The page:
The fieldwork in geology

Types of contacts

Another element of the geological map is the type of contact that exists between each one of the mapped units, that is, between each one of the different colours of the map. A contact, in a map, is the resulting line of the intersection between the surface that separates the two groups of rocks mapped and topography. Several types of contacts can be defined according to the rocks and processes that have caused them. They can be seen schematically as small geologic cross sections in the attached figure.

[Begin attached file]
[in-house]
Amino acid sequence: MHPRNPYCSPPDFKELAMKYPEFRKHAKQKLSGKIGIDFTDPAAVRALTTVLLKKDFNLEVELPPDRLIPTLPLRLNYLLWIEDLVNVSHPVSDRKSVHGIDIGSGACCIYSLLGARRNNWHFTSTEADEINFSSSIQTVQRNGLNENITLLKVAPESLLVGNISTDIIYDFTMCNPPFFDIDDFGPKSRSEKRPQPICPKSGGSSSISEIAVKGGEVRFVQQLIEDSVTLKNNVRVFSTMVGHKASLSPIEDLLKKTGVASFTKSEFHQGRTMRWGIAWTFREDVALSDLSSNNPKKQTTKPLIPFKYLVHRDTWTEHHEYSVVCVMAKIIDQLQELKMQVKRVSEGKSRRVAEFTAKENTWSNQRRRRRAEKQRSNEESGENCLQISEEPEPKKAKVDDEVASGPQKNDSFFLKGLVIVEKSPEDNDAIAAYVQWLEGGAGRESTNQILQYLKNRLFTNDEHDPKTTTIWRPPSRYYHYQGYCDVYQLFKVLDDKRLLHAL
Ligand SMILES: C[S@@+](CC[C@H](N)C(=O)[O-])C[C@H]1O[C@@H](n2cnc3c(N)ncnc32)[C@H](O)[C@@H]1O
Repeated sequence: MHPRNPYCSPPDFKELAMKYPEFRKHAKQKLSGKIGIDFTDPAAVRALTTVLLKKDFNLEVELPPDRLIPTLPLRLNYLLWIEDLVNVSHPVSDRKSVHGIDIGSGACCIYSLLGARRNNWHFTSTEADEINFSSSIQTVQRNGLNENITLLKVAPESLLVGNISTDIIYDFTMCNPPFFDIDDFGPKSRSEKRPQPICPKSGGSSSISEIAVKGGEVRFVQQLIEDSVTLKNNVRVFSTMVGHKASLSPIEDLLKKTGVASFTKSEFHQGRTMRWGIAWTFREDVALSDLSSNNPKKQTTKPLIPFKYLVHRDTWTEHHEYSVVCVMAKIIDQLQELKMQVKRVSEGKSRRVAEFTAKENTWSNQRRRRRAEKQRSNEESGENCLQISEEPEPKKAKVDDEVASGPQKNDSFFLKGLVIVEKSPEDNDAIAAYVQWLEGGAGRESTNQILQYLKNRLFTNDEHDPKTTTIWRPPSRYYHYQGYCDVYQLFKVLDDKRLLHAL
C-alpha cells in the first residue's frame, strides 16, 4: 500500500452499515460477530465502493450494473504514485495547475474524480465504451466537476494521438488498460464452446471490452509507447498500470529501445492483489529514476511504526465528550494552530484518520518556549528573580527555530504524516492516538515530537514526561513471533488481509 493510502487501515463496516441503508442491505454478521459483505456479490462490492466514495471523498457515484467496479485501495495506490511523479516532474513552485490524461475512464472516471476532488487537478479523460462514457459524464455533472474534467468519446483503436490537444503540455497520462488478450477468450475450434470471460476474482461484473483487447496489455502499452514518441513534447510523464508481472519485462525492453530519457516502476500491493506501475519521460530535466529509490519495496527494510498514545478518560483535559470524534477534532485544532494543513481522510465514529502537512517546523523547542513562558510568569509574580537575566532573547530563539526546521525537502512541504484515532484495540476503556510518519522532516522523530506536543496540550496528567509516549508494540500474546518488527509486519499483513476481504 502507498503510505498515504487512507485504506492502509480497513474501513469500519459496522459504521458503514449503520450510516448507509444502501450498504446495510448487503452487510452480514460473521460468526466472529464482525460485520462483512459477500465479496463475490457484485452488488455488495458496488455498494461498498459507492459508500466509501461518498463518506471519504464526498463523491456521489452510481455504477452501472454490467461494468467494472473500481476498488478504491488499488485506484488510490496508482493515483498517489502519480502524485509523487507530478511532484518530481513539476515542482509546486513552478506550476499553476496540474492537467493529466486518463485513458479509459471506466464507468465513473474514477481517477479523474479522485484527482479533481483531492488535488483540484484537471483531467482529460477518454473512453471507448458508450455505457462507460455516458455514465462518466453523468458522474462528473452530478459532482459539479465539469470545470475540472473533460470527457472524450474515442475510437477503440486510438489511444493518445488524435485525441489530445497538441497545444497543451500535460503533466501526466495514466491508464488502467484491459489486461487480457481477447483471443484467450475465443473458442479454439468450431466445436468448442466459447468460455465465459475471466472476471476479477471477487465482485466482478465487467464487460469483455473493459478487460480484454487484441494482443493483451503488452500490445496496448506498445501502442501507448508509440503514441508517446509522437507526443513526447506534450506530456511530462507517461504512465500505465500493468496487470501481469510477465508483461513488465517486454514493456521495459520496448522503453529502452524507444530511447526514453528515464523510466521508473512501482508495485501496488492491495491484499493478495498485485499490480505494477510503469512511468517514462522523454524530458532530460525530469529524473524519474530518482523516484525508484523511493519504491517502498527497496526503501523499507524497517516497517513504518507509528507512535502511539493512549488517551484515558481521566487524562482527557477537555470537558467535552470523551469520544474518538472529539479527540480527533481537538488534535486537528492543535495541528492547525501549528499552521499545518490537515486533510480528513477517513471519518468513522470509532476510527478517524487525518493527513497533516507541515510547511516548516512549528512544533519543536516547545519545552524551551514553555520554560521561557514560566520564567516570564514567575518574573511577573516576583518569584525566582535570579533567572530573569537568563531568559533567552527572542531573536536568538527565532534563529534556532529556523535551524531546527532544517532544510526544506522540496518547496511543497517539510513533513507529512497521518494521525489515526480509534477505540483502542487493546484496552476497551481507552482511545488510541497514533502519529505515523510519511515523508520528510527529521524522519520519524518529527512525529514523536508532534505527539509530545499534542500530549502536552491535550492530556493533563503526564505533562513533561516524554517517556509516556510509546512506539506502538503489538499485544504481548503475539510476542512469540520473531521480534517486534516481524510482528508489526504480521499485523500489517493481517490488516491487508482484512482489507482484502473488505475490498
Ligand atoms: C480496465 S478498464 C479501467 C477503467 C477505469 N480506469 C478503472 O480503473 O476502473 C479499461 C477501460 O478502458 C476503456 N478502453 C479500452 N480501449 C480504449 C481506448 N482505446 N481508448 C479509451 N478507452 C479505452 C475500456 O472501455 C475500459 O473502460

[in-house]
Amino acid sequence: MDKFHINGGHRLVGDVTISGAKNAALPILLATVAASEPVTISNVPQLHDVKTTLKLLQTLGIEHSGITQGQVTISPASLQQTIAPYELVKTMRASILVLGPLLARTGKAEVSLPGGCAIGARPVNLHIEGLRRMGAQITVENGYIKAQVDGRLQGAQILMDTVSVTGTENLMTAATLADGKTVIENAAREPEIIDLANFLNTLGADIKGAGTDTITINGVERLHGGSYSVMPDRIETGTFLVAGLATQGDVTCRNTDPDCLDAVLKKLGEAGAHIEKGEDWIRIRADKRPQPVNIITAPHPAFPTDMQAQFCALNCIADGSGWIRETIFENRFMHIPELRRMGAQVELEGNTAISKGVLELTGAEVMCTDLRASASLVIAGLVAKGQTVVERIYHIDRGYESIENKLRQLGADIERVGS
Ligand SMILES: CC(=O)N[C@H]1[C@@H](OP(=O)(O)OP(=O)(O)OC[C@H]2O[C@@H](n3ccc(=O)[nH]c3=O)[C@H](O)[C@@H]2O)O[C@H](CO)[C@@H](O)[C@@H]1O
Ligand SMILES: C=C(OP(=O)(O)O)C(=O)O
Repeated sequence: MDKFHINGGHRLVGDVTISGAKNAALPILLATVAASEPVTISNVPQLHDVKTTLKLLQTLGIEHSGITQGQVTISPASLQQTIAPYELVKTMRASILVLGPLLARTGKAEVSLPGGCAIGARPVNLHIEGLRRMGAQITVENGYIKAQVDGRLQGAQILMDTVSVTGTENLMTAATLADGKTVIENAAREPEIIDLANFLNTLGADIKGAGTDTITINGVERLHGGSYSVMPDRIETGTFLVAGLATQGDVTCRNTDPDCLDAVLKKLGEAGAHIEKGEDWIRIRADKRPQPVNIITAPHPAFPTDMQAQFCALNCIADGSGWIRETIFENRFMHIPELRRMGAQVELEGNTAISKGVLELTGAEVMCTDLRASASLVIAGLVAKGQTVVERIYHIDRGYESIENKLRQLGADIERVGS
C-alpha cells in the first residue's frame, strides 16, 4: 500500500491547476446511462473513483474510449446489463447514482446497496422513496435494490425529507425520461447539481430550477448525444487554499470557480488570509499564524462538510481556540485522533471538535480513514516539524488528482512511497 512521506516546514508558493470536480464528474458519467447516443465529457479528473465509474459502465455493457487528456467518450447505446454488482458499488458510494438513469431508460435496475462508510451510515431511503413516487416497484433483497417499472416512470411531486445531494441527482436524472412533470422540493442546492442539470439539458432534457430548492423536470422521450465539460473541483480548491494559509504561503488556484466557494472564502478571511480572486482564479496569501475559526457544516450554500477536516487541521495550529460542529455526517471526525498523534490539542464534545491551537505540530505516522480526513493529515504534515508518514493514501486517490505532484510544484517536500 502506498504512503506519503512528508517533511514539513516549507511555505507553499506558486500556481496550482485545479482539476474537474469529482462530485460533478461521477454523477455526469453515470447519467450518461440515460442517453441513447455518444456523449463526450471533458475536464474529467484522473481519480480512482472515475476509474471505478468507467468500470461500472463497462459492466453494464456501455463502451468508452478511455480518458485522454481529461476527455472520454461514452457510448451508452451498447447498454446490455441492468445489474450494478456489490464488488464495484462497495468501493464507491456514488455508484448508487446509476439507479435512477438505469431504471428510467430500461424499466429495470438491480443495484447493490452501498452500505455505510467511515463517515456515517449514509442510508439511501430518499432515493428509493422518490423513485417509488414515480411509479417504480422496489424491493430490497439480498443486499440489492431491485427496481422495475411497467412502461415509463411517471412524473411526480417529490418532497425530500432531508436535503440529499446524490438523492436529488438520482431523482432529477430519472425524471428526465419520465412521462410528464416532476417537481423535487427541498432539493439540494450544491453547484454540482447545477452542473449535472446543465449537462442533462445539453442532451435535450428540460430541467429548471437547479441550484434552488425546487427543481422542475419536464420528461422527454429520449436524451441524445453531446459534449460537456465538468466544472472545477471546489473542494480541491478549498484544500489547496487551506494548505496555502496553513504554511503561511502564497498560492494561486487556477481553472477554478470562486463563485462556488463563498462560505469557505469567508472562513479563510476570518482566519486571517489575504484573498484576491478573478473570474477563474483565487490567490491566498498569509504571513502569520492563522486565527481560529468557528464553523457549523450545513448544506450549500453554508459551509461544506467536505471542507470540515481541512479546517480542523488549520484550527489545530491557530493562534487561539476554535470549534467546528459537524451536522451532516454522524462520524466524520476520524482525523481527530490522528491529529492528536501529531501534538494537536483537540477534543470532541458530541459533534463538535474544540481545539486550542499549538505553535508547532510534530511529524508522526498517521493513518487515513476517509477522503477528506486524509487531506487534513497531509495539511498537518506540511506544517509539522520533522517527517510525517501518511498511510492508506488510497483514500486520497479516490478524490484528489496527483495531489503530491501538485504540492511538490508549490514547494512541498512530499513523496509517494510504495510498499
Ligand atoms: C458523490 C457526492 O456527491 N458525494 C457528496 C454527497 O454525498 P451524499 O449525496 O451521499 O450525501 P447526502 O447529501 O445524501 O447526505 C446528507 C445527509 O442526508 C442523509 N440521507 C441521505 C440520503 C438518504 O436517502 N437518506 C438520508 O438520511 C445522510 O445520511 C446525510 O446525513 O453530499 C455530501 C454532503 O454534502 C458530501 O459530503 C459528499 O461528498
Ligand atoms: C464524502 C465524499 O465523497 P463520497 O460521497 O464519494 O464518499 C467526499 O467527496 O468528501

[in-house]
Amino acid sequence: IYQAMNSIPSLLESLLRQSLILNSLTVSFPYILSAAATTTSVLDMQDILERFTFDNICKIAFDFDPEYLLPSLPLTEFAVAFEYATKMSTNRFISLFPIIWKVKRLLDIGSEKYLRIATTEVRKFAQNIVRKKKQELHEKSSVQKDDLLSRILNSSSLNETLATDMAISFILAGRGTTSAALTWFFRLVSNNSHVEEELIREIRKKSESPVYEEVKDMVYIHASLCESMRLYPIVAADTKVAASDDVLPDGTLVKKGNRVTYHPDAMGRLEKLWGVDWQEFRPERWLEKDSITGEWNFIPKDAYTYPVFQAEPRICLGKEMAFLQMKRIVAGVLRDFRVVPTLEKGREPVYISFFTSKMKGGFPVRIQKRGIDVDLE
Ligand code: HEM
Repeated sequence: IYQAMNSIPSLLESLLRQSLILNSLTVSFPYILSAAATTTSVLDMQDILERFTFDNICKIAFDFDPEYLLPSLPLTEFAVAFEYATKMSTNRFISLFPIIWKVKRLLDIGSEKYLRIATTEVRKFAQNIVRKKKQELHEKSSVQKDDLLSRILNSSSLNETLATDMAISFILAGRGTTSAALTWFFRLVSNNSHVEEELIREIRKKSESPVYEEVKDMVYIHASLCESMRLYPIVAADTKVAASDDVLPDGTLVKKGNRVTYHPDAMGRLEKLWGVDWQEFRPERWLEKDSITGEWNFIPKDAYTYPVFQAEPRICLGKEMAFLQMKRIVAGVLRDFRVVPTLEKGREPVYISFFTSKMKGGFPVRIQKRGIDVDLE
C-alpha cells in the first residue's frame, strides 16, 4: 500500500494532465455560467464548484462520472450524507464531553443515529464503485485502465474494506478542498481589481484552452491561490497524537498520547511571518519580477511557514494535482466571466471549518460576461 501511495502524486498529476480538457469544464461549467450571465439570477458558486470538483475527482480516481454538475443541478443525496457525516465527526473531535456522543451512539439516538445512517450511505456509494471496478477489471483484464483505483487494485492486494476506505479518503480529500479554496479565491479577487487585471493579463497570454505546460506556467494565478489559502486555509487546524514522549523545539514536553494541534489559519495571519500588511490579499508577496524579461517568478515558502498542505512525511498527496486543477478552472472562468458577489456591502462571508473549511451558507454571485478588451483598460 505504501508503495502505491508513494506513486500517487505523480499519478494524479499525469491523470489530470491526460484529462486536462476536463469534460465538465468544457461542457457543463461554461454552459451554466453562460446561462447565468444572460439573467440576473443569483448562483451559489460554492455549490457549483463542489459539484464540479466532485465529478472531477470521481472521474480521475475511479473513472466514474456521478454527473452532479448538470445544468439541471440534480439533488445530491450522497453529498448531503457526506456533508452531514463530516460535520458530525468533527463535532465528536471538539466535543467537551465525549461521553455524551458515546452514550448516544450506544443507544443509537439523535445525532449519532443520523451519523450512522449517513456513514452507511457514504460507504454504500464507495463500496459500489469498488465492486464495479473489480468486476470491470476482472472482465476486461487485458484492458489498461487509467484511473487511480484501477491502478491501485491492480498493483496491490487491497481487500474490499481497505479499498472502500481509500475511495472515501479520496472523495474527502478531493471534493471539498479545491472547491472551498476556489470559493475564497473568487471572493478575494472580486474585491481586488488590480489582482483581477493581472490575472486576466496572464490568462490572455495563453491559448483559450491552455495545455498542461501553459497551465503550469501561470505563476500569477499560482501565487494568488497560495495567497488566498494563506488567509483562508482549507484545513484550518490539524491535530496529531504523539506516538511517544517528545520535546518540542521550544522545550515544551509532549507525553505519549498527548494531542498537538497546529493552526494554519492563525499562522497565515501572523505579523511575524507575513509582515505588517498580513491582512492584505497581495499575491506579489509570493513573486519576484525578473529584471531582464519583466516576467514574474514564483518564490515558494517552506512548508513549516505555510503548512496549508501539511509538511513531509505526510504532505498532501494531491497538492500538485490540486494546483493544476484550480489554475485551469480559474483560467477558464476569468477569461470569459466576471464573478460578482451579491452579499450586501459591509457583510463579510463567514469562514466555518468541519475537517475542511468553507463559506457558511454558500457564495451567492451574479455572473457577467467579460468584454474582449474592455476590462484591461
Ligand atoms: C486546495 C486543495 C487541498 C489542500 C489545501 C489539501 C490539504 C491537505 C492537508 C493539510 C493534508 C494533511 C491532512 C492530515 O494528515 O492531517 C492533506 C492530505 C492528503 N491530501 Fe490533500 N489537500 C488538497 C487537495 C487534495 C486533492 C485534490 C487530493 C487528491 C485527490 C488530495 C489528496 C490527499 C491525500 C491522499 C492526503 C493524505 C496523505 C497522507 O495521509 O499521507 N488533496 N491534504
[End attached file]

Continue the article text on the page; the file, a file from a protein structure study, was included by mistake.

To know what dotted lines in the map mean we only have to have a look at the legend: in our example (see Geological map) the line represents a concordant contact. This entails a parallelism between two groups of superposed stratified rocks. This parallelism does not always mean conformity. That is why it is possible to find in a map many kinds of concordant contacts. Very often two groups of rocks can keep their parallelism and have a stratigraphic break either by erosion or non deposition. For example, paraconformities represent concordant contacts where an important time interval is missing (because of non sedimentation.) You should have another look to the legend of the map and pay attention to the age of the rock because this layout can give a false appearance of continuity.

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